Locating your desired map is straightforward with the USGS Map Locator and Downloader, which allows you to zoom in or search for your area of interest.

That’s as far as we read before going to the site to try it out. We should have kept reading! The download interface is quirky, unique, and clearly has never been looked at by a usability specialist, let alone had usability testing. After we figured it out, we discovered that the Heid had already had the same epiphany, and it would have saved us considerable time to read his instructions:

It then gets mildly confusing (though easy once you figure it out) to download the actual map.

To do so, find your desired location and select the type of map you wish to download (usually the 7.5-minute versions, which provide the most detail). An overlay grid appears, with each box labeled with the specific name of each map.

Next mark a point within your desired map by first selecting the button next to “Mark Points” and then clicking anywhere within the area of interest. This adds a reddish ‘paddle’ to the map. (If you searched by name, a paddle will automatically appear over the location.) Clicking on it then brings up a list of all the maps available for download for this location, from most recent to historic.

This is not quite complete. You have to click the 1990s-style grey “plus” icon on the right to actually get the maps to download — they’ll be downloaded as a .zip file, which will extract to a folder containing the maps you chose.


With these maps, I was able to get a broad sense of the history of what’s now Pease Air National Guard Base. In 1941 it didn’t exist. In 1946 a wartime airfield with the classic three-runway layout was yclept Portsmouth Municipal Airport. By the 1960s, the nearly 12,000 foot single runway SAC base was in place; the long runways were needed, even at sea level, by ground-loving turbojet bombers.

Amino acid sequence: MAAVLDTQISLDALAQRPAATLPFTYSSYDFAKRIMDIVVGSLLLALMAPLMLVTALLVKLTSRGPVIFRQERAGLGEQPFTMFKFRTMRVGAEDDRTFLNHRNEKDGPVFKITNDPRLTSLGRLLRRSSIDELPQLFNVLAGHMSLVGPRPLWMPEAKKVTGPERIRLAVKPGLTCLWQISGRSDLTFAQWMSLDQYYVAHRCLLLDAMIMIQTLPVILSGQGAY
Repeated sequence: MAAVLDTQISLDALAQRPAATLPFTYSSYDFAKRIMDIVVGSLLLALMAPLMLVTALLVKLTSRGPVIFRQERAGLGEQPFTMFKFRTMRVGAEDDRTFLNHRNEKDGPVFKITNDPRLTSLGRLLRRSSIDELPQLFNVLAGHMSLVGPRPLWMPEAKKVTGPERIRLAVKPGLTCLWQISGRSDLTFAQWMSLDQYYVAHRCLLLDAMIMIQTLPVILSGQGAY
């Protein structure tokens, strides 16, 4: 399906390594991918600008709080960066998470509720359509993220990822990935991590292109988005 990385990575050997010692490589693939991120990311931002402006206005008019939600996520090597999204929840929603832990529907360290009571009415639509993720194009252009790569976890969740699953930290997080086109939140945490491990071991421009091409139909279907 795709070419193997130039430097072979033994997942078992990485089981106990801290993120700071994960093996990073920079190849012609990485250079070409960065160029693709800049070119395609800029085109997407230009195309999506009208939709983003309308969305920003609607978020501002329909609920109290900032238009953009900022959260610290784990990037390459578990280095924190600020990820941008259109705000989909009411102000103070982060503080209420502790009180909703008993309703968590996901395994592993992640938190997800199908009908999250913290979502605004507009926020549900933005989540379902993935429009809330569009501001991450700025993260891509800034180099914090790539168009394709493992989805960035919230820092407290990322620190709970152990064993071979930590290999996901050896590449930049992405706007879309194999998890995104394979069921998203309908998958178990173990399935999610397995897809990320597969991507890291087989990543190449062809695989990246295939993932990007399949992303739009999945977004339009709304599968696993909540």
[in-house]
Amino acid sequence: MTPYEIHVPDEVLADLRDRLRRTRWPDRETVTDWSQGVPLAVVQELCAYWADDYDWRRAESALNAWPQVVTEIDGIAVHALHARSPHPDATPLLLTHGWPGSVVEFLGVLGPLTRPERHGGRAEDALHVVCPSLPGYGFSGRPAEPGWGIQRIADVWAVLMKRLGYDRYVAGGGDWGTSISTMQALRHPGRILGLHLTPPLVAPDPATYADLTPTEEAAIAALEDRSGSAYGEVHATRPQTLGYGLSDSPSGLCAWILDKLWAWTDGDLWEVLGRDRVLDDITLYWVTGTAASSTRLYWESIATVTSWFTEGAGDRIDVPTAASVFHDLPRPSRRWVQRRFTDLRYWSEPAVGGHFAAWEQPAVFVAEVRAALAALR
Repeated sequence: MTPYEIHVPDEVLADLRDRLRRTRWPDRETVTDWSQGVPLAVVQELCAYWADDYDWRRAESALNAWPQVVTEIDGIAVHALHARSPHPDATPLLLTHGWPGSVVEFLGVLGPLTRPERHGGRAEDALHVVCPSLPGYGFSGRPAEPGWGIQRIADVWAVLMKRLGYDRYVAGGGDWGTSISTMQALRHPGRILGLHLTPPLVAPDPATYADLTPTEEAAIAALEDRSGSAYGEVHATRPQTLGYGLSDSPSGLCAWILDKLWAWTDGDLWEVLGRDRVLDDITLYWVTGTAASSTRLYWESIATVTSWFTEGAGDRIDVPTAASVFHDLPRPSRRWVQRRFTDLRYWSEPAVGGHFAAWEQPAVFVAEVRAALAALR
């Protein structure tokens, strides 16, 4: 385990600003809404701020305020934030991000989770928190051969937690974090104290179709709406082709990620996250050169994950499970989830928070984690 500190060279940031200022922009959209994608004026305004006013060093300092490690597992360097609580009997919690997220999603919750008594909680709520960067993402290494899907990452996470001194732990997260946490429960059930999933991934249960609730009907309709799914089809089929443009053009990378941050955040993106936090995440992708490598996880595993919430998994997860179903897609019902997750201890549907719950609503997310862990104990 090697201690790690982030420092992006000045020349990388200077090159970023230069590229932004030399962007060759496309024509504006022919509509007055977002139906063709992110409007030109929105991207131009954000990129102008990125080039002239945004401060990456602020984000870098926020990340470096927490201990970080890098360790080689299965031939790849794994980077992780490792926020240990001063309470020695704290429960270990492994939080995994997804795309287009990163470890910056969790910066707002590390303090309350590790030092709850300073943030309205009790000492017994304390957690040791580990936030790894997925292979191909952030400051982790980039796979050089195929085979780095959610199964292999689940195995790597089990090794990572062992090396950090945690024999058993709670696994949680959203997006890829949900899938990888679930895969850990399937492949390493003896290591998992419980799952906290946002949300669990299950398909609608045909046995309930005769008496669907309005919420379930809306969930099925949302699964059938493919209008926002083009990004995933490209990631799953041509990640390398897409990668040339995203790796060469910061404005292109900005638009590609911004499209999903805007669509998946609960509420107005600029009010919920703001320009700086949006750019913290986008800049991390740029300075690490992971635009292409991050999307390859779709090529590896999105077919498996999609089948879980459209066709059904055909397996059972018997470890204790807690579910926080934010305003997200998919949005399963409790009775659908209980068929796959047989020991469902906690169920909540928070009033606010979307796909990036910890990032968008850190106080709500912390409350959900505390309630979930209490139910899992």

The best map may not be the newest map. Recent maps conform to a new standard… they are called “US Topo” maps, and, apart from having up-to-date declination, using the latest North American Datum (1988, older maps may use a 1927 Datum), and being GPS-enabled from the jump, thereby saving people who will use these maps in technical systems an annoying step, they’re generally much inferior to the old USGS maps. The reasons are manifold:

  1. US Topo maps are entirely developed in central offices, and are never checked on the ground. Not for accuracy or anything else.
  2. US Topo maps only have what USGS can easily find in some unclas Fed database, so things like, say, hiking trails, are completely unrepresented, as are such things as prominent cultural features or lone-standing trees.
  3. US Topo maps have been bowdlerized by the Department of Homeland Security to remove possible terrorist targets and politically-connected sites from the maps. As a result, things like powerlines and pipelines may not be represented.

In other words, the US Topo map is kind of like the little map of The Village that Number 6 gets hold of in the 1967 TV show, The Prisoner — just about useless.


We used to razz the Russians for leaving security sites off their maps, and now our would-be Politburo is doing the same thing.

Using an older map requires adjustments to declination and some uses may require a mathematical conversion between datums. Good map software can do this.

The two links you probably need are the USGS topographical map info page and a direct link to the clunky Map Store interface (despite the name “store,” downloads are free, so negotiating the dog’s breakfast of an interface is worthwhile). If nothing else, pull some maps of your own home!